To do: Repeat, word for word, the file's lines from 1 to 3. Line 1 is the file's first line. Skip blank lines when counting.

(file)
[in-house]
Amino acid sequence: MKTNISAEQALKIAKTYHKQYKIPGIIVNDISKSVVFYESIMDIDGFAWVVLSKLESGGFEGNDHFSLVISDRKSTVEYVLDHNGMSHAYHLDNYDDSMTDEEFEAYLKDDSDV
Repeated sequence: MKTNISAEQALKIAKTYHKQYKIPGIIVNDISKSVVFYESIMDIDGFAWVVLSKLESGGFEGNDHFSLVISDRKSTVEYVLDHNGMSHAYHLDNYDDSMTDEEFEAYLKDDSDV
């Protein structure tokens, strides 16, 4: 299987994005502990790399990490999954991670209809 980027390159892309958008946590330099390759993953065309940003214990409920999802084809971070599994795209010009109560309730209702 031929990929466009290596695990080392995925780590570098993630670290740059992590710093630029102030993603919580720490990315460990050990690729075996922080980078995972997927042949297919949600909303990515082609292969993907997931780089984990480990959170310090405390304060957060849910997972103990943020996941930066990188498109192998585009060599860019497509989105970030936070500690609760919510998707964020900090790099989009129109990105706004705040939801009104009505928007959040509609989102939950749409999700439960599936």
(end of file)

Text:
[in-house]
Amino acid sequence: MKTNISAEQALKIAKTYHKQYKIPGIIVNDISKSVVFYESIMDIDGFAWVVLSKLESGGFEGNDHFSLVISDRKSTVEYVLDHNGMSHAYHLDNYDDSMTDEEFEAYLKDDSDV
Repeated sequence: MKTNISAEQALKIAKTYHKQYKIPGIIVNDISKSVVFYESIMDIDGFAWVVLSKLESGGFEGNDHFSLVISDRKSTVEYVLDHNGMSHAYHLDNYDDSMTDEEFEAYLKDDSDV